I stopped riding Uber long ago and switched to its rival Lyft. Perhaps you did, too.
To try to win us back, Uber’s new CEO Dara Khosrowshahi recently met me in his office — and for an Uber ride around San Francisco.
He didn’t sell me on Uber’s market dominance or its cost-conscious “express pool” option. He didn’t bring up its flying cars (though they have new plans for that, too). He spoke with bated breath about … safety.
Uber’s previous leader, co-founder Travis Kalanick, had demonstrated the judgment of a Bond villain. Under his watch, Uber made headlines for creepy drivers, stealing secrets and sexual harassment. His motto was “always be hustlin’.” Then last year, after #DeleteUber went viral, Uber ousted Kalanick. Eight months ago, it replaced him with Khosrowshahi, the well-liked CEO of Expedia.
Uber is now run by your dad. Climbing into our black SUV Uber, 48-year-old Khosrowshahi — a father of four — made a point of buckling up. Interviewing for the CEO job, he recalled, an Uber board member asked him what his passenger rating was. It was 4.73 stars out of five. “The board was not happy with that rating,” he said. “I wasn't wearing seat belts in the back, and I didn’t even know that I was making the driver feel unsafe.”
Khosrowshahi comes across as an uncommonly cautious guy for a start-up CEO, but don’t let that fool you: He’s brought significant, sometimes painful changes to Uber. He’s just going about it like a grown-up. The company, he said, has a trust problem — that why it shed roughly 10 points of U.S. market share in 2017 and began having difficulty recruiting. So shortly after he joined, Khosrowshahi made Uber’s motto, “We do the right thing, period.”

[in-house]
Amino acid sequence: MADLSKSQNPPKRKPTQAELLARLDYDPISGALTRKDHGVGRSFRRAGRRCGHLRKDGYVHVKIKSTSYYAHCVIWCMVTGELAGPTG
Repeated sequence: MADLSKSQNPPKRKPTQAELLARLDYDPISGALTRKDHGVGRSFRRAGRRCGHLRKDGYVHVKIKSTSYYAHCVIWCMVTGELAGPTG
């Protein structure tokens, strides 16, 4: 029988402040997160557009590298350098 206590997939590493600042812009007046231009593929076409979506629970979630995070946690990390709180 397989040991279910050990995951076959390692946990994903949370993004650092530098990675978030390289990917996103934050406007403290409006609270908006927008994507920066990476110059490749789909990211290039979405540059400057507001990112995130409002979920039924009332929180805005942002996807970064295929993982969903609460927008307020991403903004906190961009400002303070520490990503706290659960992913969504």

“And if we keep doing the right thing, period, by our employees, by our riders, by our driver partners, I think that we will start to turn,” he said.
An ethical Uber?
Silicon Valley could use a lot more discussion of ethics, even if Uber is the last start-up I’d have thought would blaze that path. But for Uber to get us to re-download an app we’ve already deleted, it’s going to have to offer something we can’t get from Lyft or a taxi.
“It fundamentally comes with a better product and a better service,” Khosrowshahi said, sitting in Kalanick’s old glass-enclosed War Room, now renamed the Peace Room. Uber, he said, sweats details of the ride-hailing experience that produce grumbles, including when an estimated time of arrival is way off.
His problem is that Uber and Lyft feel interchangeable, at least in large cities. Aside from different reputations, they mimic each other on passenger app features: Lyft pays carbon offsets for its rides. Uber is folding into its app bike shares and local public transit options. (Your move, Lyft.)
Khosrowshahi said Uber’s road to redemption lies in safety. “If you can tell a friend Uber's the safest mobility platform around, can you beat that as a reason?” Khosrowshahi said. “And by the way, it's price competitive and the ETAs are fine and the cars are good. But it’s safer! Short term, it's costing us and I don’t think our message is quite getting out there. Long term, if we're the safety leader I think you're going to win.”
Khosrowshahi had lots of ideas for how Uber might make leaps in safety. Some of them are eyebrow-raising. But making them happen is going to test how grown-up, transparent and ethical a company Uber has become.
‘Standing for safety’
Talking about safety might also be seen as a convenient charm offensive for a company so frequently in the news for, well, harm.
Khosrowshahi spent much of his first few months on the job making reparations to the people the company had hurt. He built bridges with Uber’s drivers through a better-designed app and quicker ways to get paid. He settled a lawsuit with Google over stealing self-driving car tech. The company dismissed 20 employees for unacceptable behavior.